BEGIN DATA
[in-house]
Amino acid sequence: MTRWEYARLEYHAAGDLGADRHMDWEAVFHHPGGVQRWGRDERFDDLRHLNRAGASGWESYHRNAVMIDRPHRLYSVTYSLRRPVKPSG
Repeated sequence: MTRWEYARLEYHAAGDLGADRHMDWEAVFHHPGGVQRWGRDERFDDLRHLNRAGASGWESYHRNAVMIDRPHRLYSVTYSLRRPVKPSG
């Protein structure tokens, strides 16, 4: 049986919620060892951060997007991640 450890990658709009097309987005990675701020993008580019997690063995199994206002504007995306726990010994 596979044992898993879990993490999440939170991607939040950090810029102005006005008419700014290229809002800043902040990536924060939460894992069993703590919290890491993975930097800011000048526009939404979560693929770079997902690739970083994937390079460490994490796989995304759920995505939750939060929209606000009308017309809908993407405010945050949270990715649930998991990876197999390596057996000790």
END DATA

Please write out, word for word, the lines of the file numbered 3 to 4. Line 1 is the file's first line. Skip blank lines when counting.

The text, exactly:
Repeated sequence: MTRWEYARLEYHAAGDLGADRHMDWEAVFHHPGGVQRWGRDERFDDLRHLNRAGASGWESYHRNAVMIDRPHRLYSVTYSLRRPVKPSG
């Protein structure tokens, strides 16, 4: 049986919620060892951060997007991640 450890990658709009097309987005990675701020993008580019997690063995199994206002504007995306726990010994 596979044992898993879990993490999440939170991607939040950090810029102005006005008419700014290229809002800043902040990536924060939460894992069993703590919290890491993975930097800011000048526009939404979560693929770079997902690739970083994937390079460490994490796989995304759920995505939750939060929209606000009308017309809908993407405010945050949270990715649930998991990876197999390596057996000790």